Everyone Expected Putin to Make a Major Ukraine Announcement. He Didn’t.

Russia's president had been tipped to announce a full mobilisation or declare victory in Ukraine, but he used Moscow's Victory Day parade to repeat unfounded justifications for his invasion.

Russian President Vladimir Putin compared Russia’s invasion of Ukraine to the fight against Nazi Germany, in a speech commemorating the end of World War II.

In a speech at the annual Victory Day parade in Moscow’s Red Square, Putin said Russia had no choice but to “strike back preemptively” against Ukraine. He claimed – without evidence – that NATO was planning to attack what he called Russia’s “historic lands,” including Crimea, which Russia annexed from Ukraine in 2014. Ukraine has always denied planning to attack its much larger neighbour. 

Russian soldiers march during the Victory Day parade. Photo: Contributor/Getty Images

Prior to his speech, there had been widespread expectation from Western analysts that Putin would announce a general mobilisation or even declare a victory in order to begin withdrawing some forces. But Putin mainly just went through his back catalogue of justifications for invading Ukraine – which he never mentioned by name – and did not give any assessment of progress in the war.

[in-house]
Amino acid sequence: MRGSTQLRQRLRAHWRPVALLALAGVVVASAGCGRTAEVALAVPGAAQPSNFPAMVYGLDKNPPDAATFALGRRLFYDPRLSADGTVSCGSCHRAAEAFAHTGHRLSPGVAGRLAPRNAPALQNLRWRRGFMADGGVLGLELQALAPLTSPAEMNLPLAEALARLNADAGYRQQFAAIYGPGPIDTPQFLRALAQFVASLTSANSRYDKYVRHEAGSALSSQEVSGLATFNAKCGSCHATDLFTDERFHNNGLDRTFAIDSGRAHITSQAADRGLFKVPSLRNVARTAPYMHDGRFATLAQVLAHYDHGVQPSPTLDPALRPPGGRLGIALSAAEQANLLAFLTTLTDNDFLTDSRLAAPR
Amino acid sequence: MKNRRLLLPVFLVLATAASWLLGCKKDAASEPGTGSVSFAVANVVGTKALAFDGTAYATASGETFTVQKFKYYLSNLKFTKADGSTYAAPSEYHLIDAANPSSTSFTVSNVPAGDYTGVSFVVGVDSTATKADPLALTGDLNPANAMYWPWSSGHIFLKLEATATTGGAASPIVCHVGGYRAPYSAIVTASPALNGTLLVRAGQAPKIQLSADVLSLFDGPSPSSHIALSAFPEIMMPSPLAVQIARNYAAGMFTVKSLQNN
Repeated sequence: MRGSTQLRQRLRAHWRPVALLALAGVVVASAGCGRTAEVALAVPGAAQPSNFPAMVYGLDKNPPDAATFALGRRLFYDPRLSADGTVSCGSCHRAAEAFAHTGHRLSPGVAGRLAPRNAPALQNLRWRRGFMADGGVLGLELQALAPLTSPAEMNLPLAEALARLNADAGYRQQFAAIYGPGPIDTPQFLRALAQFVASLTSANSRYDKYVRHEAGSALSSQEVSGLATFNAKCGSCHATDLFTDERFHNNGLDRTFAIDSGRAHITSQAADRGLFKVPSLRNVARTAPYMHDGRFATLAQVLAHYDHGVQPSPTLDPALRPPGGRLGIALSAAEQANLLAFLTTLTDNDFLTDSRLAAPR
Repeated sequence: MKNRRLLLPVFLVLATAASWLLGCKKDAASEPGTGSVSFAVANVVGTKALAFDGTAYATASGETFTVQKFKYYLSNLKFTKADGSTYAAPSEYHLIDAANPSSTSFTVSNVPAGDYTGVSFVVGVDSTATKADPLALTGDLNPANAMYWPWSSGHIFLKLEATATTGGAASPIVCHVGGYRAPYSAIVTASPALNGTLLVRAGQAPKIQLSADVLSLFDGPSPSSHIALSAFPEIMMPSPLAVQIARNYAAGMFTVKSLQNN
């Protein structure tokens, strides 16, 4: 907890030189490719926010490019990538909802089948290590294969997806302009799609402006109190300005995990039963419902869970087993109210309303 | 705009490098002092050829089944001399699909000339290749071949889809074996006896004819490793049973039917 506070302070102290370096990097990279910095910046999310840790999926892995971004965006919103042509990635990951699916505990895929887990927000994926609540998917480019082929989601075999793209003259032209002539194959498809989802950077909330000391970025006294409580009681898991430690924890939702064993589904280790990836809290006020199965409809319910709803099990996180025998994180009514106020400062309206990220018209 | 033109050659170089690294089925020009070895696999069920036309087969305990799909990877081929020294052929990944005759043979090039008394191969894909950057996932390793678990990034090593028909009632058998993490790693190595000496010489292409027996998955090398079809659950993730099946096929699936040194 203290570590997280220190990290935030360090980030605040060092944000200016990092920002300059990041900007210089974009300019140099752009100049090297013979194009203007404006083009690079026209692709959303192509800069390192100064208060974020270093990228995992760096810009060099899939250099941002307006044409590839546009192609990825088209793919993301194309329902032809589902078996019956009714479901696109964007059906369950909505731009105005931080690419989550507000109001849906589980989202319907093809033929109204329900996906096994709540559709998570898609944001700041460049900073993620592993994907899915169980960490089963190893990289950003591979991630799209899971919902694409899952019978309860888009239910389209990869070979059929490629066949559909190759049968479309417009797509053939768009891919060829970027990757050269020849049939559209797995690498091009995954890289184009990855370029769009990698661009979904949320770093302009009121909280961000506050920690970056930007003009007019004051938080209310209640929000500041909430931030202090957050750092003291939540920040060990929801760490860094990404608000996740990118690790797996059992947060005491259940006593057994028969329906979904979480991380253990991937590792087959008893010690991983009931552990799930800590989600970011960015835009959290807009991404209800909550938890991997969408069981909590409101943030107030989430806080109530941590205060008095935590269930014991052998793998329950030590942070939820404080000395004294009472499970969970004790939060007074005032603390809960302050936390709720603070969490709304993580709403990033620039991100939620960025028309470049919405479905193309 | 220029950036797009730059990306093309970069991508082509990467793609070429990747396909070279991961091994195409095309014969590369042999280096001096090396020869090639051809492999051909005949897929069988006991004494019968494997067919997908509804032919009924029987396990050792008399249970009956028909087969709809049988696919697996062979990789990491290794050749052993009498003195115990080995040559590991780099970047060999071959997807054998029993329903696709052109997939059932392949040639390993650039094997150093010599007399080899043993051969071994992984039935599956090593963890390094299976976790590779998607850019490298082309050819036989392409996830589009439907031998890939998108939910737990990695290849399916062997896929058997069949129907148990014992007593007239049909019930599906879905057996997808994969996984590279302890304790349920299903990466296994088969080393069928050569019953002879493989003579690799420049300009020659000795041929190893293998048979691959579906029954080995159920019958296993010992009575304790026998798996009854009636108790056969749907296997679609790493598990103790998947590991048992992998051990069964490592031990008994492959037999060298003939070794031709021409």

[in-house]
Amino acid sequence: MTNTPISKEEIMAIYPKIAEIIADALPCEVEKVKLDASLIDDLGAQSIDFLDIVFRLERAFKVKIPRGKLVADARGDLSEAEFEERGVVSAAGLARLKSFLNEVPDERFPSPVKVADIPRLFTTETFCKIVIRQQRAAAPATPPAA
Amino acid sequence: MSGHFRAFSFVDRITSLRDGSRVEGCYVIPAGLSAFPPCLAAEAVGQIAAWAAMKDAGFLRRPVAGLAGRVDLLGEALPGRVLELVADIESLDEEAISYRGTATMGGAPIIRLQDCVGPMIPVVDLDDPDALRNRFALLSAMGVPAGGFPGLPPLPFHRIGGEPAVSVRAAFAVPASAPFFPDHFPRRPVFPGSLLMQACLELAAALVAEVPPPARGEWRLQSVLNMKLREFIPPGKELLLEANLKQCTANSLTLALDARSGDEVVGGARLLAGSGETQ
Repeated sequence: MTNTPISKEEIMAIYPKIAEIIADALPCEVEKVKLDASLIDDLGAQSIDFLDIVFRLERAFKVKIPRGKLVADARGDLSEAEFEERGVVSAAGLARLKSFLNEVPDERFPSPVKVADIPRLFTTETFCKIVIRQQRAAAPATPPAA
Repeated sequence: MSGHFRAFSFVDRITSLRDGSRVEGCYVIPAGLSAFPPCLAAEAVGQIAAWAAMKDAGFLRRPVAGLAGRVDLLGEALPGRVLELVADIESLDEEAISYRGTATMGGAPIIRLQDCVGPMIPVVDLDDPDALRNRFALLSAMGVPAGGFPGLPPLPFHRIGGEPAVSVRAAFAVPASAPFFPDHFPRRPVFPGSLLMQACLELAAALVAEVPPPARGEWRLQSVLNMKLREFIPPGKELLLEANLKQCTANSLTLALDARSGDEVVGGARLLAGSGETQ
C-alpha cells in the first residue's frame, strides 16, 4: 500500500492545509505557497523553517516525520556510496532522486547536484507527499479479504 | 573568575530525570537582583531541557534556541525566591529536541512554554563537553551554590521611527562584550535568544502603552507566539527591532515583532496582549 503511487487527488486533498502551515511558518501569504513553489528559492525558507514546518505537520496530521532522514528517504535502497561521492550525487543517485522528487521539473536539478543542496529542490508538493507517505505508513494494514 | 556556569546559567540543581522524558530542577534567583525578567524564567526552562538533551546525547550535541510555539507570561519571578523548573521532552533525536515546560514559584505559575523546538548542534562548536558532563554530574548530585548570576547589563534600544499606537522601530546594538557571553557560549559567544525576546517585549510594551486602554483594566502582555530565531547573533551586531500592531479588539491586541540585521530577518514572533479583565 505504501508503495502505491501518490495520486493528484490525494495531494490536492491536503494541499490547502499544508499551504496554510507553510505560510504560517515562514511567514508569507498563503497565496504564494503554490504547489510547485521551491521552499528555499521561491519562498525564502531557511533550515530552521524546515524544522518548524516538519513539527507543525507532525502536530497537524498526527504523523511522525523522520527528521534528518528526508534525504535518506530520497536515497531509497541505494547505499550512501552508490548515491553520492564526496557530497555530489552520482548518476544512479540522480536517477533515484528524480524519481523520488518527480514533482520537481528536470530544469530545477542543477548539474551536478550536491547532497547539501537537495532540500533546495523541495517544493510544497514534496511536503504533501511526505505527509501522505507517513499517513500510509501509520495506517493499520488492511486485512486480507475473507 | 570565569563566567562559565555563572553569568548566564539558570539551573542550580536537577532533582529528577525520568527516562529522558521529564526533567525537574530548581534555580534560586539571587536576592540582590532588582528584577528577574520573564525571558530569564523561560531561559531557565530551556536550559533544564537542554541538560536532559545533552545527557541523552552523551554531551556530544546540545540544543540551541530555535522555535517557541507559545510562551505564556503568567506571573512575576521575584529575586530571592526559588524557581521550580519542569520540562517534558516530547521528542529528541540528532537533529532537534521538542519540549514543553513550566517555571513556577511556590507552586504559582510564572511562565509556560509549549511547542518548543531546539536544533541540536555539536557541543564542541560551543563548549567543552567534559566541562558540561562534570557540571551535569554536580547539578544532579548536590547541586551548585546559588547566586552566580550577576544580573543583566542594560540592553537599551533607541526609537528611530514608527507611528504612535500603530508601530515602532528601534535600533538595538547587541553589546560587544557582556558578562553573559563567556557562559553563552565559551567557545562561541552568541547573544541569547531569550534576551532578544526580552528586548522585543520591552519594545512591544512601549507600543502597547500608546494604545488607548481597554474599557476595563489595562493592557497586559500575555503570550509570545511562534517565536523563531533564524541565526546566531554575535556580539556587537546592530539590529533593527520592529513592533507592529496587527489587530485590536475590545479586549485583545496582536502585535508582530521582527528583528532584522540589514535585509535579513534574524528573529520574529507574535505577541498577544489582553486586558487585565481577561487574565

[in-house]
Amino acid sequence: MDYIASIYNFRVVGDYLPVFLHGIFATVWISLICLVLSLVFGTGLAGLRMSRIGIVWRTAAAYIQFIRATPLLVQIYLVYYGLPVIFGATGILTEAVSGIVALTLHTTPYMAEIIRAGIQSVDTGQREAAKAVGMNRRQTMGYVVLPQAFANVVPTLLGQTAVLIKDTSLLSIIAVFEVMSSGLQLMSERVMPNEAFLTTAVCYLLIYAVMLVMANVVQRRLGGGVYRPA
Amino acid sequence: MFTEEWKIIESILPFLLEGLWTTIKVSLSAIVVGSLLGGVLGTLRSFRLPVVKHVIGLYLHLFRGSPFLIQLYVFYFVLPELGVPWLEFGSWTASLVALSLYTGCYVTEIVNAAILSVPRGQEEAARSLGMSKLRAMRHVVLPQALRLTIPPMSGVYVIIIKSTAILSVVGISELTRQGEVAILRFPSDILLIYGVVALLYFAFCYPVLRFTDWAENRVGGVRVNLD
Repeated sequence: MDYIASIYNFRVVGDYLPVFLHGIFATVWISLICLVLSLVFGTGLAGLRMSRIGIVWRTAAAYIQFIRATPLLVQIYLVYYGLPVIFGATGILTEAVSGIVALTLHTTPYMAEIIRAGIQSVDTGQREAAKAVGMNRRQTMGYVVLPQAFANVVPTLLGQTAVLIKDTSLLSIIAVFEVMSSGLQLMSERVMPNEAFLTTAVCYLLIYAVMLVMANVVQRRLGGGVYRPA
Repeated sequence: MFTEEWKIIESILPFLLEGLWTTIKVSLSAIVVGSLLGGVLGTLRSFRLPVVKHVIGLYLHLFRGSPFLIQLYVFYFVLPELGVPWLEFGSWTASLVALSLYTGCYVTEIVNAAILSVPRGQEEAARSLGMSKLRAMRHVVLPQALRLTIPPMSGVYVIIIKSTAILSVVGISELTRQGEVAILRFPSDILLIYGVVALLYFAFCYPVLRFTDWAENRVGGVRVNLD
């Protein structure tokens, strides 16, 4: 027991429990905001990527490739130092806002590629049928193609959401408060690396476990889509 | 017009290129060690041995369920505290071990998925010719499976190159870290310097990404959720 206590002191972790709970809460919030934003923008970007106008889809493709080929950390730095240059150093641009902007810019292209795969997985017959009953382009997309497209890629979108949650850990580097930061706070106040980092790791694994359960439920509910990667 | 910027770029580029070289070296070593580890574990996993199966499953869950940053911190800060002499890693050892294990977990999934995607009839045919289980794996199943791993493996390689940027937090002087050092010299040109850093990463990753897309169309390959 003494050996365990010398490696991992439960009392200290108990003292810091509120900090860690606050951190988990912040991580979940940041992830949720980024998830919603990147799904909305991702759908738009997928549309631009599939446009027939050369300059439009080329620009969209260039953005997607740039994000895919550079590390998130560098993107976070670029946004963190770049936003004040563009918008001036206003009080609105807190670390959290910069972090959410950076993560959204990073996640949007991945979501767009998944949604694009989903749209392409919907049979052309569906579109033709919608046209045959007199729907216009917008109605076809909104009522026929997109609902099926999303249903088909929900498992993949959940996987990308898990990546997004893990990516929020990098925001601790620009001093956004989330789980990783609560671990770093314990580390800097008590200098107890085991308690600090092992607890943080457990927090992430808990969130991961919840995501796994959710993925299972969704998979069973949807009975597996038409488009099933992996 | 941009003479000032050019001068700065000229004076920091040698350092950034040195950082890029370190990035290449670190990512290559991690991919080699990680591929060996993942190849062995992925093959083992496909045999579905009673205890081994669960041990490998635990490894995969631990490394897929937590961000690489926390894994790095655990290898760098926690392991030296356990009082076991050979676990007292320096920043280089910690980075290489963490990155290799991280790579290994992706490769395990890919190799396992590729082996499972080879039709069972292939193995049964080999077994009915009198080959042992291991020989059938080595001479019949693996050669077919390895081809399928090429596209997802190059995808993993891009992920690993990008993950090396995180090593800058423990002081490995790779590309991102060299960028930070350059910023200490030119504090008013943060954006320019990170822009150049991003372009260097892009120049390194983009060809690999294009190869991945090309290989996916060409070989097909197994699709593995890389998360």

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Once again he cited unfounded claims that Ukraine’s government was run by neo-Nazis, and that a conflict with them was inevitable.

Around 11,000 Russian soldiers marched in formation during the parade, which also featured tanks and armoured vehicles. But a planned military flypast was cancelled due to weather conditions, despite it being a sunny day in the Russian capital with no adverse weather conditions.

A Russian intercontinental ballistic missile is rolled through Red Square during today's parade. Photo: Contributor/Getty Images

Putin said that some soldiers who had been fighting in Ukraine were among those watching on in Red Square. He said that they were “fighting for the same thing their fathers and grandfathers did,” in a bid to tie his war of aggression in Ukraine to the Soviet Union’s victory over Nazi Germany.

Meanwhile, Ukraine’s President Volodymyr Zelenskyy posted his own Victory Day speech, in a video filmed in central Kyiv.

“Very soon there will be two Victory Days in Ukraine,” he said. “We have never fought against anyone. We always fight for ourselves... We are fighting for freedom for our children, and therefore we will win.”


Ukraine, Vladimir Putin, ukraine invasion, Ukraine conflict, worldnews

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